Combustible Celluloid
 
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With: Rachel Weisz, Susan Lynch, Iain Glen, Maurice Roeves, Alex Norton
Written by: Simon Donald
Directed by: Bill Eagles
MPAA Rating: R for strong violence and sexuality, drug use and language
Running Time: 108
Date: 08/23/2000
IMDB

Beautiful Creatures (2001)

2 1/2 Stars (out of 4)

Pathological Princesses

By Jeffrey M. Anderson

Beautiful Creatures is a fun, Bound-like off-kilter psycho-dance that contrasts gorgeous female bodies with bloody, dead male ones. It's not a thoughtful movie, or even a very original one. But it squeaks by with high spirits and goofy energy. Susan Lynch stars as Dorothy, a put-upon woman with a jerk for a boyfriend. She arrives home to find her apartment ransacked and her big fluffy white dog painted red. On her way out of town, she happens upon another abusive fellow, Brian (Tom Mannion), delivering a beating to his girlfriend Petula (Rachel Weisz) in a dark alley. Fed up, Dorothy picks up a ludicrously long pipe and whacks the guy on the cranium. Although they've never met, Dorothy and Petula have now become partners in crime. Since Petula still works for Brian's older brother Ronnie (Maurice Roeves), a dangerous gangster, the women cook up a phony kidnapping plot to throw suspicions off themselves, and to raise a little cash on the side. At the same time, a sideways-looking detective (Alex Norton) lands on their trail.

The plot is far from airtight. After Brian's death, the two women sit around, smoke some pot, and get to know each other a bit. Dorothy offers to cut Petula's long blonde hair. This scene is so conspicuous, you can't help but think that it will come back to haunt them at some point, because it establishes that the two women were together on that fateful night. But no one even seems to notice that Petula's hair is shorter. Nevertheless, the film packs a few surprises and a few genuinely funny moments. The poor pink dog (played by a pup named Pluto) provides a few chuckles, and any lowly, dumb men who swoon for the lovely ladies find themselves seriously compromised.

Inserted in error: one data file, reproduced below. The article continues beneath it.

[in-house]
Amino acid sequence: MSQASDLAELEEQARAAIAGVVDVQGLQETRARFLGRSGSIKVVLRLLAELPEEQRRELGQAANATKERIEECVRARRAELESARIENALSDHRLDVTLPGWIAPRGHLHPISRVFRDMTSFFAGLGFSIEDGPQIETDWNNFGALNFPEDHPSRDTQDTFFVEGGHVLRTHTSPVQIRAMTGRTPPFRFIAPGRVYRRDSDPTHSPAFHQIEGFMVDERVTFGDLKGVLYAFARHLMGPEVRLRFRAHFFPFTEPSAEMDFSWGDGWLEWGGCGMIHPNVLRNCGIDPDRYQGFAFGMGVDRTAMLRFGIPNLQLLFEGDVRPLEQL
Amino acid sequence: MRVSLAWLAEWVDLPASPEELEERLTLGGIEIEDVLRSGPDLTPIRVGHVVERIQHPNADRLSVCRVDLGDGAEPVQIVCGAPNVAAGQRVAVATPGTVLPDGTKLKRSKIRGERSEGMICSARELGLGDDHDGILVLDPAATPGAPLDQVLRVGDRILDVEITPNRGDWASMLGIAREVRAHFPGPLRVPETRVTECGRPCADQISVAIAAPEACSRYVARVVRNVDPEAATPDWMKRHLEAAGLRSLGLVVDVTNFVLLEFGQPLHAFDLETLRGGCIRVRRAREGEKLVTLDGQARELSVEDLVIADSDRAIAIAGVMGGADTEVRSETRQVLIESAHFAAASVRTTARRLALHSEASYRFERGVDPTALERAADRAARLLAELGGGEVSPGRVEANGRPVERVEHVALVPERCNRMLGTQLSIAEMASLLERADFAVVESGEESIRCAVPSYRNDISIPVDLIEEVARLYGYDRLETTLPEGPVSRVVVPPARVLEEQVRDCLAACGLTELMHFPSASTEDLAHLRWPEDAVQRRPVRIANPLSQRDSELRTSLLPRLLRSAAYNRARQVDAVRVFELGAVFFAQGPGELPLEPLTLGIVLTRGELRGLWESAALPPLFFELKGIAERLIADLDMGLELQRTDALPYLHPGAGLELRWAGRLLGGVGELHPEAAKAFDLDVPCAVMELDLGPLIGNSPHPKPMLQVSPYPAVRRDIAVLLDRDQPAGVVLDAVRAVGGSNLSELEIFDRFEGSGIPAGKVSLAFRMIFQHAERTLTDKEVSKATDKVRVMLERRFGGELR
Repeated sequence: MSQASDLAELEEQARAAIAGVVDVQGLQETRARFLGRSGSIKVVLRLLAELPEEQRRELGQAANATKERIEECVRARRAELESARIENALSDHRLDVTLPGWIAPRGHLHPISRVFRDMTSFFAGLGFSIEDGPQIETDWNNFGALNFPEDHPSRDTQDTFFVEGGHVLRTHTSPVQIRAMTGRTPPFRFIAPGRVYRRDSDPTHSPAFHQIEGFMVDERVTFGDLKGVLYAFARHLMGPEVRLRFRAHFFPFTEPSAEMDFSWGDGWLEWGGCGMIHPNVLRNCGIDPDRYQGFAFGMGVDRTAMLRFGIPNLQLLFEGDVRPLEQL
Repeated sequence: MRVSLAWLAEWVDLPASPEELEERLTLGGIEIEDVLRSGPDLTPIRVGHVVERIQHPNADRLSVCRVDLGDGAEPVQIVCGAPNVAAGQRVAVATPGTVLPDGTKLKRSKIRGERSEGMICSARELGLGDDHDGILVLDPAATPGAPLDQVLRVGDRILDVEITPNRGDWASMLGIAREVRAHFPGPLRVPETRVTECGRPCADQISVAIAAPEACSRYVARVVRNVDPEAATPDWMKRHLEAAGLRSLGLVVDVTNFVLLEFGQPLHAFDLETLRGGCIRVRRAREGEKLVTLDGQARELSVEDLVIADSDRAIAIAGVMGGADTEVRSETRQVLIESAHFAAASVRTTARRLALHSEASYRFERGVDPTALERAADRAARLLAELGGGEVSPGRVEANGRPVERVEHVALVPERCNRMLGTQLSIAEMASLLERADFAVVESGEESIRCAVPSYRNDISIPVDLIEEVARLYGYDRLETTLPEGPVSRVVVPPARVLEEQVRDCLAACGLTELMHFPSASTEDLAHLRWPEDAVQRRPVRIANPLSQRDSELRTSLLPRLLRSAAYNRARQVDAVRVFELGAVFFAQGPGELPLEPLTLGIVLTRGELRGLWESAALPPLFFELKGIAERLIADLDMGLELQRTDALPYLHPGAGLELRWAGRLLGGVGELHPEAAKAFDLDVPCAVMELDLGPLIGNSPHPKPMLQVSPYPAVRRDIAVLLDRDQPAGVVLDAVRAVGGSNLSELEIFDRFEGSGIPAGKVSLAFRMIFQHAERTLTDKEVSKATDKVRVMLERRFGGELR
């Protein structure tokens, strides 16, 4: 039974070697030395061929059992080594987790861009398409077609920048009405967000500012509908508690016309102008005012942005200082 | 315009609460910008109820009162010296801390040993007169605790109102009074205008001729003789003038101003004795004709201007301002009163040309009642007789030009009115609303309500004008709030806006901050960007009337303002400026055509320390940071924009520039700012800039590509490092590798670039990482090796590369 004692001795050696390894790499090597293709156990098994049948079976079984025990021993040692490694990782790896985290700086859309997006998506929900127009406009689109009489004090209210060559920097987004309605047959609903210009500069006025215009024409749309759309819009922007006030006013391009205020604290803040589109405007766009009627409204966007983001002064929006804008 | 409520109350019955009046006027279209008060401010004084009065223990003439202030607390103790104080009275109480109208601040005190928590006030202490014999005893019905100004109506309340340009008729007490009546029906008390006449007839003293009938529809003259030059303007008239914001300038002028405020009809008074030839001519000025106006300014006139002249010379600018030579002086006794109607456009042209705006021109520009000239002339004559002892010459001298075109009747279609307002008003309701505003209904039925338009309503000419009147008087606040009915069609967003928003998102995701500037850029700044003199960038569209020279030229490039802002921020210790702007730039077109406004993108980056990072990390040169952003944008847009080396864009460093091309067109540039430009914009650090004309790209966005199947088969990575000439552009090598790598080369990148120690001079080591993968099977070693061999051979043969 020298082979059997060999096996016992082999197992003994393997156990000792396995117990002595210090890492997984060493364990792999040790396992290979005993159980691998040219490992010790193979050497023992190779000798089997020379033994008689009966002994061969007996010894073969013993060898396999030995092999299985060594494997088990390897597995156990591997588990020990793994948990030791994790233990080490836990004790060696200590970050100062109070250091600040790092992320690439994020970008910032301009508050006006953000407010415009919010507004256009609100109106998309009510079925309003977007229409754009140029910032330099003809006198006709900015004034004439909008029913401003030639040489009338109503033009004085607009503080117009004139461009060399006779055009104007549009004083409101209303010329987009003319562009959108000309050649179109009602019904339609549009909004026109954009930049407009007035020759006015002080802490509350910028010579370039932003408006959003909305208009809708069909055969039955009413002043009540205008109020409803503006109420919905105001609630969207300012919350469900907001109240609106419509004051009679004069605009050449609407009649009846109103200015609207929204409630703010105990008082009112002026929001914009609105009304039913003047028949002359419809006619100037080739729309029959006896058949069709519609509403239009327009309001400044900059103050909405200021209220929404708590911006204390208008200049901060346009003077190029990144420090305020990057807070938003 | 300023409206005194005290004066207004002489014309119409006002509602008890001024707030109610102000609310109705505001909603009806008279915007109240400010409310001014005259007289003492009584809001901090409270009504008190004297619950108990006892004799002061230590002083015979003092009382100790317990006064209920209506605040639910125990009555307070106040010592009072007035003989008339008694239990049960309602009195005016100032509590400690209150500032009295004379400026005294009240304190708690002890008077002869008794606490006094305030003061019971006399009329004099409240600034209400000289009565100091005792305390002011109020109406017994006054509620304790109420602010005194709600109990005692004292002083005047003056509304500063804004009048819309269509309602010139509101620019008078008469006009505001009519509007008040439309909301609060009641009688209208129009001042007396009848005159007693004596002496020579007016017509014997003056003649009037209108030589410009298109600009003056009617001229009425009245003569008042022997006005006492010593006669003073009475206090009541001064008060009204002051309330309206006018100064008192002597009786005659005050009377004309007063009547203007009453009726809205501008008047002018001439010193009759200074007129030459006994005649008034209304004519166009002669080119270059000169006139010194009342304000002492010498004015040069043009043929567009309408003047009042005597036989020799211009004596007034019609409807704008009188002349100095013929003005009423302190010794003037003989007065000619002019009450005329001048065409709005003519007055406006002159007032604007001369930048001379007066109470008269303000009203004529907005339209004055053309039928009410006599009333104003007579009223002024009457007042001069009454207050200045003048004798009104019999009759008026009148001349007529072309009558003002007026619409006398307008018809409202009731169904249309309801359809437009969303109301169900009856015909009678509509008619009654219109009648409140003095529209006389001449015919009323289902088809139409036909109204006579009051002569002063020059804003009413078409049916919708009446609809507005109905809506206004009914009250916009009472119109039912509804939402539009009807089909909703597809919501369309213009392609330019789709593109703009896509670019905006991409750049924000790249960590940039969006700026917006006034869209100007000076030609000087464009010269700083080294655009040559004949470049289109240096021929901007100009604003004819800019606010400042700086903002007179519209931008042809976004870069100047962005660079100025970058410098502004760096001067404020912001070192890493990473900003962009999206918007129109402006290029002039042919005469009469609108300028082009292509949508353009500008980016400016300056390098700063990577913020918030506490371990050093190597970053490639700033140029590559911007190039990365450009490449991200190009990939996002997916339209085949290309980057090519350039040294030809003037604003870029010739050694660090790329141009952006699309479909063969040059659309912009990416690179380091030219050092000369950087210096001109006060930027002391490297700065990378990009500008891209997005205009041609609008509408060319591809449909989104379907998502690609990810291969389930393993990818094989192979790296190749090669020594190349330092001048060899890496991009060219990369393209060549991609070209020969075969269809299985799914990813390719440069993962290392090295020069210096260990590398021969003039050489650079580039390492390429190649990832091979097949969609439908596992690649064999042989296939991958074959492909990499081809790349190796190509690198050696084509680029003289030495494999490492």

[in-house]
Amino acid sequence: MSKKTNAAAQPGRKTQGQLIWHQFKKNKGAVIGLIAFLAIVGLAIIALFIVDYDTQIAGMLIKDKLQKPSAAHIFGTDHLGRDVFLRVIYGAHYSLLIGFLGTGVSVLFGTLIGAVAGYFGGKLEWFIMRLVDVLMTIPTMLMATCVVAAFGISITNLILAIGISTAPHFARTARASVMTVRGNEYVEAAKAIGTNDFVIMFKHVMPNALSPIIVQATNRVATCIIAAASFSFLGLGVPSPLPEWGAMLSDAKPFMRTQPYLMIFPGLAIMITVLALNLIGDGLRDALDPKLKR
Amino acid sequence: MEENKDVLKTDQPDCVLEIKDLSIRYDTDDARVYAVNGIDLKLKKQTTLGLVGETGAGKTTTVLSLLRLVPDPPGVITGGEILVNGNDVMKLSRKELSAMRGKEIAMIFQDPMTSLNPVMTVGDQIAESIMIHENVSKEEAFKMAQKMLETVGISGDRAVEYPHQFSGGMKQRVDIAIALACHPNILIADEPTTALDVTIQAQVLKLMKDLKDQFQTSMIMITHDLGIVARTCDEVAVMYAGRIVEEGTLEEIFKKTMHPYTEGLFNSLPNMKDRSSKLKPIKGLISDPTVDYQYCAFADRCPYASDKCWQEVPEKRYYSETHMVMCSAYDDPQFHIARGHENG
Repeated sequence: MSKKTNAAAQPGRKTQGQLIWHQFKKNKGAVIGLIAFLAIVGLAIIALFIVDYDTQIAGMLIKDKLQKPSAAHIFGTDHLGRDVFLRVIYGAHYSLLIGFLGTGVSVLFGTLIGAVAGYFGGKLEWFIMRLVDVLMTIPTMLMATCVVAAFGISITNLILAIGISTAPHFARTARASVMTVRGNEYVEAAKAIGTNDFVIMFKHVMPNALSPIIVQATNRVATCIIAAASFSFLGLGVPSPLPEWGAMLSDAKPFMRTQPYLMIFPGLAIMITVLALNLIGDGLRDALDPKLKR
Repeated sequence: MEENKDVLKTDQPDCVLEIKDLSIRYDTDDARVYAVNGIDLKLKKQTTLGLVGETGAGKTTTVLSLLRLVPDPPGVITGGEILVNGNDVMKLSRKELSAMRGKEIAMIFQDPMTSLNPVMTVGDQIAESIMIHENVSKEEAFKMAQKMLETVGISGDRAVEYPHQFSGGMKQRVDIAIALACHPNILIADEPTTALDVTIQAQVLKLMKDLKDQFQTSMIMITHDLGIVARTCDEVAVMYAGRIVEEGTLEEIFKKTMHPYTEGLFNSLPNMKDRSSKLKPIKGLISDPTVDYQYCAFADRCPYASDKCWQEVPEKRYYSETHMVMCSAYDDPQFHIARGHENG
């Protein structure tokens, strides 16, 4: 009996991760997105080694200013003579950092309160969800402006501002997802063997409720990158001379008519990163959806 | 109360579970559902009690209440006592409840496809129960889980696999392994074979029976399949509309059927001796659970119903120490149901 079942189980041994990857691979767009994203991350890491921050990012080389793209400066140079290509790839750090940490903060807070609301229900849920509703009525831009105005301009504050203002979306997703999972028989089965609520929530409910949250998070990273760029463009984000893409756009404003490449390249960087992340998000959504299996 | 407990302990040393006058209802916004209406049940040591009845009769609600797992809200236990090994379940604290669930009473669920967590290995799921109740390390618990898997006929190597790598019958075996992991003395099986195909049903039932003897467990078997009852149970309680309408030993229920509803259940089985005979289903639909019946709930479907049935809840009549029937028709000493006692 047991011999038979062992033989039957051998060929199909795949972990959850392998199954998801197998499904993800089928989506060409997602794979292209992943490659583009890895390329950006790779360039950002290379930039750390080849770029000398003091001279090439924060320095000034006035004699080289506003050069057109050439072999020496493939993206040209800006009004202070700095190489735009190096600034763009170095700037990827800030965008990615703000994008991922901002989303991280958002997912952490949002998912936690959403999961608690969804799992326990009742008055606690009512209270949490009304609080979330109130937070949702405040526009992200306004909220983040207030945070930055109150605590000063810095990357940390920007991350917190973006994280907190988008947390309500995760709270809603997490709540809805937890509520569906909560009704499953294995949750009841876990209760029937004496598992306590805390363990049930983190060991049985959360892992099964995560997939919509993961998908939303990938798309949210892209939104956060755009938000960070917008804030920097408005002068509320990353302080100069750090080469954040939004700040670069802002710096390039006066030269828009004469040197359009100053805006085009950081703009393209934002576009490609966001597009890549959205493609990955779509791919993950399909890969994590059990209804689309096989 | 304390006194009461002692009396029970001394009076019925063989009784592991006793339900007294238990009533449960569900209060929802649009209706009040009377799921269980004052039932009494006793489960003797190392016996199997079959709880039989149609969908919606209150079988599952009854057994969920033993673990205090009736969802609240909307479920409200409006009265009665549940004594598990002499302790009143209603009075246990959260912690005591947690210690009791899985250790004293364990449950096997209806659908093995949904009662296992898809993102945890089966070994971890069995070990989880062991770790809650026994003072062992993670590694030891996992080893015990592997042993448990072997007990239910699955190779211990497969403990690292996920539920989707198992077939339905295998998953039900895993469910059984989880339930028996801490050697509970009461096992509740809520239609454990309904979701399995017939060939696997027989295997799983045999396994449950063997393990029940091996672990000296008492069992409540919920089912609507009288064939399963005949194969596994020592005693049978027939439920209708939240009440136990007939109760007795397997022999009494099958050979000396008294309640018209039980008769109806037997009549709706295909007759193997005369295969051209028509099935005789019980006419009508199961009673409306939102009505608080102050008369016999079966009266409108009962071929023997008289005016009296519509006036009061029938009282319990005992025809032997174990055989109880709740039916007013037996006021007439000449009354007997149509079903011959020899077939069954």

Weisz, on her way to becoming a big star with her roles in The Mummy films, provides a wonderfully centered humor for her character, who at first seems like a bimbo bleach-blonde. But over the course of the film, her wit and sharpness emerge. In one scene, the women improvise a call from the "kidnappers" in front of the detective. Petula suddenly becomes a savvy negotiator, improvising phony information with the detective staring at her. It's a surprising and welcome change.

Beautiful Creatures tentatively explores that strange relationship between women and violent men. In a way, the movie celebrates a small victory over that hopeless situation in which a woman suffers from an inferiority complex and feels she deserves violent attention from her man. But thanks to their crime spree, Dorothy and Petula develop their own self-esteem, and by the ending, we're convinced that they're cured forever.

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